During our visit, the priest married two couples, in the presence of their chosen witnesses and random tourists. The ritual seemed much like weddings I’ve seen in America, with slightly less pomp and more crowns. It was quicker than I expected, but the real surprises started after we left. Pictures are theoretically not allowed inside Alaverdi, so I abstained.
Our caravan left the monastery, the driver unsure of the next destination, as the reception was set for several hours (which might as well be years, in Georgian time) into the future. To pass time, perhaps, we went to visit churches where the newlyweds were meant to light candles. It’s often difficult for foreigners here to distinguish tradition from happenstance, and in this regard I am no exception. Thankfully, this confusion often extends to locals as well, and it is nice to have company when you haven’t a clue what’s going on.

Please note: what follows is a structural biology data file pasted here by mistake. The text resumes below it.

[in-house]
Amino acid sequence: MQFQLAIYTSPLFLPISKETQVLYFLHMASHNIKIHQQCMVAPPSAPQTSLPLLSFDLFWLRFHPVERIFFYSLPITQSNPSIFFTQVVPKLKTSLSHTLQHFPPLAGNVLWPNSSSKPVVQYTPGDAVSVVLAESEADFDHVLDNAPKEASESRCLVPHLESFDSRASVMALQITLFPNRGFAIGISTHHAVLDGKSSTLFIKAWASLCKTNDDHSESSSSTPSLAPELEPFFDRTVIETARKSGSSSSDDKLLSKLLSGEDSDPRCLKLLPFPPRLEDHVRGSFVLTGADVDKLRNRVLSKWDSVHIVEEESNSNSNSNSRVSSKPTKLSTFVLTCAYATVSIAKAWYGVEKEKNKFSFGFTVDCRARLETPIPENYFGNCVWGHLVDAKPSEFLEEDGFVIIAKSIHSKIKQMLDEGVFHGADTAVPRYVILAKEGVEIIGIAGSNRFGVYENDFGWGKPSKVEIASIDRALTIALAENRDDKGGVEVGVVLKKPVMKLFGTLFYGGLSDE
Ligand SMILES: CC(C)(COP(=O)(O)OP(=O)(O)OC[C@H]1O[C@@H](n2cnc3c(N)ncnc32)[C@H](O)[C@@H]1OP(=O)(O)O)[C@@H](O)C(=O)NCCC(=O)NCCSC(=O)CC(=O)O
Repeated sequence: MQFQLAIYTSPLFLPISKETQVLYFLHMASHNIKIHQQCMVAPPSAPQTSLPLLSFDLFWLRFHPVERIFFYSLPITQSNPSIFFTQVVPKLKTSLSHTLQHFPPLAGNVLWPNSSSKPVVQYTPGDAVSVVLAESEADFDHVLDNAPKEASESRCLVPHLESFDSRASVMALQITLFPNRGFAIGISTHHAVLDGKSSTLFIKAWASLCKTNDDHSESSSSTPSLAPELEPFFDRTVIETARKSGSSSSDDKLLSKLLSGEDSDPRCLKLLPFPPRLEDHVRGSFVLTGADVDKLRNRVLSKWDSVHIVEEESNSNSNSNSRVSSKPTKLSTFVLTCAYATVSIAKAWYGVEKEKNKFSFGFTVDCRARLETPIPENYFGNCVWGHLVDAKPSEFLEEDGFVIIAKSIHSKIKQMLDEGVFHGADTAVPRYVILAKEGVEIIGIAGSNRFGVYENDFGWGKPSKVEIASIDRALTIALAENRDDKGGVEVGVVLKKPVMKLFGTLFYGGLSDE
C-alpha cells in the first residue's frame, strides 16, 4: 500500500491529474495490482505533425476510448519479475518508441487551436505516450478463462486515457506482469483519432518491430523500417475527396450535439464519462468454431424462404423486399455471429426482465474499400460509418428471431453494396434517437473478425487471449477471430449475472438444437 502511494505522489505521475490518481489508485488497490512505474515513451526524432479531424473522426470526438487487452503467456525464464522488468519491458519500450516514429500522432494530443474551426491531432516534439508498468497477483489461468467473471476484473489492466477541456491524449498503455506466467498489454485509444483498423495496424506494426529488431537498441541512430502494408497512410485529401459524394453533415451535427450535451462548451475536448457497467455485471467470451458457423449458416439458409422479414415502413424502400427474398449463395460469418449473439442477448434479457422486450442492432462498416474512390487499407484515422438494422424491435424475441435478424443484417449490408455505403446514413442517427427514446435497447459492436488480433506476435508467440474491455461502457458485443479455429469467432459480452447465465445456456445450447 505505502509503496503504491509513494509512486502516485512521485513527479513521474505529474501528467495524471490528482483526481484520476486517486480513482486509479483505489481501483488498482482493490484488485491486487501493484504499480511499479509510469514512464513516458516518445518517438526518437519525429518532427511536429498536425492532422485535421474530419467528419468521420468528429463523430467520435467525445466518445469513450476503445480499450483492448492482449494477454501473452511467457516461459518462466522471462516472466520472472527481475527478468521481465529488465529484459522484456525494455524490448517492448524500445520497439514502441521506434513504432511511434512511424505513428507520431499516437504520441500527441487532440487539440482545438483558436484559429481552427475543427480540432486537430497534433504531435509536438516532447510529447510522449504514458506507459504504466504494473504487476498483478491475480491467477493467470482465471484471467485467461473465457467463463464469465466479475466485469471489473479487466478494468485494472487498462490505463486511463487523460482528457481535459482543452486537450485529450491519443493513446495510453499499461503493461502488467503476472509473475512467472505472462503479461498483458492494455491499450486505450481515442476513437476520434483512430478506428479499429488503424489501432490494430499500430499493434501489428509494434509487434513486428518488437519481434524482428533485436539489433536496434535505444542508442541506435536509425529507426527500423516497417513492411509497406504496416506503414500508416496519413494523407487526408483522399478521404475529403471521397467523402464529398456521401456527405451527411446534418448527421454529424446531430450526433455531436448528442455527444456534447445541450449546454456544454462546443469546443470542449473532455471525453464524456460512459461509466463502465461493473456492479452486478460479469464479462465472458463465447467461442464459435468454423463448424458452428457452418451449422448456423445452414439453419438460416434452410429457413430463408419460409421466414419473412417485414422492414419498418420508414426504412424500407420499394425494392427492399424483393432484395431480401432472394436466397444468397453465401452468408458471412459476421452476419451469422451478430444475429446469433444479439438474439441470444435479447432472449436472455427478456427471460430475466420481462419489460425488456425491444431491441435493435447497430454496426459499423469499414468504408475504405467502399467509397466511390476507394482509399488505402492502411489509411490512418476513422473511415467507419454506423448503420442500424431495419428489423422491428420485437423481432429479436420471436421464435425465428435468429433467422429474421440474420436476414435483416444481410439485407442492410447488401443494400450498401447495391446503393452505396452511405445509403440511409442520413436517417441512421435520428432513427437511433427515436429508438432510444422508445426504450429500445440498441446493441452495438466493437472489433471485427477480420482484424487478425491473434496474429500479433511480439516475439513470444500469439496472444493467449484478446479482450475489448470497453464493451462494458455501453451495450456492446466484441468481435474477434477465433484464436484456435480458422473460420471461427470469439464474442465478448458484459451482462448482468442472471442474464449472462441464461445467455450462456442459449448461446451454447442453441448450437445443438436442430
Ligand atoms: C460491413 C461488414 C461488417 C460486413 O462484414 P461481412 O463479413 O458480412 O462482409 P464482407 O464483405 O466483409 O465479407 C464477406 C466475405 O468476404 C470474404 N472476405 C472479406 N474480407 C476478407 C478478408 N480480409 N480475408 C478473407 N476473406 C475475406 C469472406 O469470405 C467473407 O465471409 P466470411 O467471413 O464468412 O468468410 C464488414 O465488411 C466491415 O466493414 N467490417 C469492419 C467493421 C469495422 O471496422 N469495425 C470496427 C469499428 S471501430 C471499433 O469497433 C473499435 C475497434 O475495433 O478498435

The take-away from this brief adventure, however, is that in Georgia the main attraction is sometimes a few hundred meters beyond a “no entry” sign. Eventually, we found our way to a restaurant for the secular portion of the day.
I was very excited for my first supra, something I’ve been looking forward to for years now. The supra is one of the central traditions of Georgian life, a feast in celebration of some significant holiday or occasion. Though I’m sure there are many variations throughout Georgia, they follow a certain program, beginning and ending with more wine, food, and music than you might think possible.
The rules are quite complex, but the supra centers on the tamada, or toastmaster, and his toasts. Like many things here, this role is only given to men, who must drink full bowls of wine when the tamada makes an important toast. Meanwhile, the table is full to overflowing, at this supra there were actually two or three stacked layers of serving dishes, as there was not enough space on the tabletop accommodate the surreal amount of food. Pitchers of wine dotted the landscape of meat and breads, waiting to fill the drinking-bowl at the head of the table. Though wine here is divided into black and white varieties, the actual shades tend to fit somewhere in the middle. Had I not known what to expect, I might have mistaken the white here for iced tea.